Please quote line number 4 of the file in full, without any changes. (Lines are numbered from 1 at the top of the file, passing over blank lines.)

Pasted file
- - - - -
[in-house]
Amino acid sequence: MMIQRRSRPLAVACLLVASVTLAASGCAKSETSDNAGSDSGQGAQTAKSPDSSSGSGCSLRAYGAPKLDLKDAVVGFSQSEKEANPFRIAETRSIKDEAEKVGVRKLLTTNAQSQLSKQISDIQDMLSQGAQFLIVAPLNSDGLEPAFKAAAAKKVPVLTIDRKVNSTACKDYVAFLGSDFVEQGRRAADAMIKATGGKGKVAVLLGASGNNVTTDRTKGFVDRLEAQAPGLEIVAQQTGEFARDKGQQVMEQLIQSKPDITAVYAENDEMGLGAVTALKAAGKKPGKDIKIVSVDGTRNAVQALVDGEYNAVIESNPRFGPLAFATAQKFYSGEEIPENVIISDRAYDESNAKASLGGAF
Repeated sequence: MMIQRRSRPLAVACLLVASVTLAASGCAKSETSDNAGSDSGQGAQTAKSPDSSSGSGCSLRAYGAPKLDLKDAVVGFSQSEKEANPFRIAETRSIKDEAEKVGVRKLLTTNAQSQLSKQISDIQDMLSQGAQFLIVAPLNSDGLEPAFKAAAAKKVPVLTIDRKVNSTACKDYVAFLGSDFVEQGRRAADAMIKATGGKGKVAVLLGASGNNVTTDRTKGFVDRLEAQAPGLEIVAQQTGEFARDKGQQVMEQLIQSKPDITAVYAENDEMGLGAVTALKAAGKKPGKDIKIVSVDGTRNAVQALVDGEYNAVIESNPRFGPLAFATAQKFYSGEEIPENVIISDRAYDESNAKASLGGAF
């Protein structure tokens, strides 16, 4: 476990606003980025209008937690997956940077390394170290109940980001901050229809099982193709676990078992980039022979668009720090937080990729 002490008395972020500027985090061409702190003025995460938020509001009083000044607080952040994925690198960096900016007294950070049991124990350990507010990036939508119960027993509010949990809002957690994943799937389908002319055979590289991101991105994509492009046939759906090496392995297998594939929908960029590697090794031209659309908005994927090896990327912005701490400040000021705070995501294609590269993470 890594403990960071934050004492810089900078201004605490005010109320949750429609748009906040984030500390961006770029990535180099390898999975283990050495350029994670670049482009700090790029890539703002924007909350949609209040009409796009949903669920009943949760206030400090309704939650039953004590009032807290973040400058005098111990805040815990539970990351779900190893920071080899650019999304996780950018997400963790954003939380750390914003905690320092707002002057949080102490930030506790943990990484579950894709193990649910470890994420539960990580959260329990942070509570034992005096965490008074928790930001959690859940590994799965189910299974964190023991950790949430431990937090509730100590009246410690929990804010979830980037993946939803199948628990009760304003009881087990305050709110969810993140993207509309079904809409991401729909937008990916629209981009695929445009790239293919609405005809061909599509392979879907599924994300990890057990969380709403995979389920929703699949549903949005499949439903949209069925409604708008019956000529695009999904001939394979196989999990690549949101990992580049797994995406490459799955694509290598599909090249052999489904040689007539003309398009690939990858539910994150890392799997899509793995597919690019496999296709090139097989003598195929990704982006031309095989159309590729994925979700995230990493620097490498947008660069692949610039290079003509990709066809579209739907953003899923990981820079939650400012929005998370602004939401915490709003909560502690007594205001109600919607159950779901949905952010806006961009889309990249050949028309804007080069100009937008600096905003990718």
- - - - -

């Protein structure tokens, strides 16, 4: 476990606003980025209008937690997956940077390394170290109940980001901050229809099982193709676990078992980039022979668009720090937080990729 002490008395972020500027985090061409702190003025995460938020509001009083000044607080952040994925690198960096900016007294950070049991124990350990507010990036939508119960027993509010949990809002957690994943799937389908002319055979590289991101991105994509492009046939759906090496392995297998594939929908960029590697090794031209659309908005994927090896990327912005701490400040000021705070995501294609590269993470 890594403990960071934050004492810089900078201004605490005010109320949750429609748009906040984030500390961006770029990535180099390898999975283990050495350029994670670049482009700090790029890539703002924007909350949609209040009409796009949903669920009943949760206030400090309704939650039953004590009032807290973040400058005098111990805040815990539970990351779900190893920071080899650019999304996780950018997400963790954003939380750390914003905690320092707002002057949080102490930030506790943990990484579950894709193990649910470890994420539960990580959260329990942070509570034992005096965490008074928790930001959690859940590994799965189910299974964190023991950790949430431990937090509730100590009246410690929990804010979830980037993946939803199948628990009760304003009881087990305050709110969810993140993207509309079904809409991401729909937008990916629209981009695929445009790239293919609405005809061909599509392979879907599924994300990890057990969380709403995979389920929703699949549903949005499949439903949209069925409604708008019956000529695009999904001939394979196989999990690549949101990992580049797994995406490459799955694509290598599909090249052999489904040689007539003309398009690939990858539910994150890392799997899509793995597919690019496999296709090139097989003598195929990704982006031309095989159309590729994925979700995230990493620097490498947008660069692949610039290079003509990709066809579209739907953003899923990981820079939650400012929005998370602004939401915490709003909560502690007594205001109600919607159950779901949905952010806006961009889309990249050949028309804007080069100009937008600096905003990718």